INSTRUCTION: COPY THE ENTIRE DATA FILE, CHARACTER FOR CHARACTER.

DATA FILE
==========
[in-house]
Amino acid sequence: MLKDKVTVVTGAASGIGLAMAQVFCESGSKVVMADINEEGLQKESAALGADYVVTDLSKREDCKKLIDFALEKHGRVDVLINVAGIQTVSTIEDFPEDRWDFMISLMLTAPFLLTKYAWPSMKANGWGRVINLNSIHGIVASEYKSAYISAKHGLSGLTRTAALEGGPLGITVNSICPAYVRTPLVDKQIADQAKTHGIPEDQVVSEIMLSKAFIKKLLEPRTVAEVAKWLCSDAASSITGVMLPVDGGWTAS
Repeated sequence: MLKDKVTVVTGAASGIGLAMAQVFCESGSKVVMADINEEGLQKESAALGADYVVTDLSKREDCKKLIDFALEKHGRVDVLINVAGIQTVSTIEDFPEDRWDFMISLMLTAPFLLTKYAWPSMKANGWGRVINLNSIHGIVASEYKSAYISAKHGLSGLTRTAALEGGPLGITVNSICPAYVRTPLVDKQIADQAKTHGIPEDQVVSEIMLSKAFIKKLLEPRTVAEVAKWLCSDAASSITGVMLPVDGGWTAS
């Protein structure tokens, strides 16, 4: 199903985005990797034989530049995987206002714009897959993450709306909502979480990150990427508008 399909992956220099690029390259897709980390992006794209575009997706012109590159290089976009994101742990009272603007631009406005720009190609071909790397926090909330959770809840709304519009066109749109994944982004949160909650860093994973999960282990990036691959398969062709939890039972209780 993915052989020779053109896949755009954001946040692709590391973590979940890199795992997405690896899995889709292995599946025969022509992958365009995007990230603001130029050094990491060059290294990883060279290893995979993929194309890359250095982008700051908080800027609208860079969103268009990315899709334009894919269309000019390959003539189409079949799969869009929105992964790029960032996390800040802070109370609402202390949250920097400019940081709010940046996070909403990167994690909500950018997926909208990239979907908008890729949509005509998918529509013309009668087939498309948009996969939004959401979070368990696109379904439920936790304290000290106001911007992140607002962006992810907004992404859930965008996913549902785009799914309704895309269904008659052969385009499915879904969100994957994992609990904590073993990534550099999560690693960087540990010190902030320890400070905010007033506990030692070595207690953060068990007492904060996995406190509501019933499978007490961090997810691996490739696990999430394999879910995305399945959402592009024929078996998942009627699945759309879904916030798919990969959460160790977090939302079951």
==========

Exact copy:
[in-house]
Amino acid sequence: MLKDKVTVVTGAASGIGLAMAQVFCESGSKVVMADINEEGLQKESAALGADYVVTDLSKREDCKKLIDFALEKHGRVDVLINVAGIQTVSTIEDFPEDRWDFMISLMLTAPFLLTKYAWPSMKANGWGRVINLNSIHGIVASEYKSAYISAKHGLSGLTRTAALEGGPLGITVNSICPAYVRTPLVDKQIADQAKTHGIPEDQVVSEIMLSKAFIKKLLEPRTVAEVAKWLCSDAASSITGVMLPVDGGWTAS
Repeated sequence: MLKDKVTVVTGAASGIGLAMAQVFCESGSKVVMADINEEGLQKESAALGADYVVTDLSKREDCKKLIDFALEKHGRVDVLINVAGIQTVSTIEDFPEDRWDFMISLMLTAPFLLTKYAWPSMKANGWGRVINLNSIHGIVASEYKSAYISAKHGLSGLTRTAALEGGPLGITVNSICPAYVRTPLVDKQIADQAKTHGIPEDQVVSEIMLSKAFIKKLLEPRTVAEVAKWLCSDAASSITGVMLPVDGGWTAS
């Protein structure tokens, strides 16, 4: 199903985005990797034989530049995987206002714009897959993450709306909502979480990150990427508008 399909992956220099690029390259897709980390992006794209575009997706012109590159290089976009994101742990009272603007631009406005720009190609071909790397926090909330959770809840709304519009066109749109994944982004949160909650860093994973999960282990990036691959398969062709939890039972209780 993915052989020779053109896949755009954001946040692709590391973590979940890199795992997405690896899995889709292995599946025969022509992958365009995007990230603001130029050094990491060059290294990883060279290893995979993929194309890359250095982008700051908080800027609208860079969103268009990315899709334009894919269309000019390959003539189409079949799969869009929105992964790029960032996390800040802070109370609402202390949250920097400019940081709010940046996070909403990167994690909500950018997926909208990239979907908008890729949509005509998918529509013309009668087939498309948009996969939004959401979070368990696109379904439920936790304290000290106001911007992140607002962006992810907004992404859930965008996913549902785009799914309704895309269904008659052969385009499915879904969100994957994992609990904590073993990534550099999560690693960087540990010190902030320890400070905010007033506990030692070595207690953060068990007492904060996995406190509501019933499978007490961090997810691996490739696990999430394999879910995305399945959402592009024929078996998942009627699945759309879904916030798919990969959460160790977090939302079951």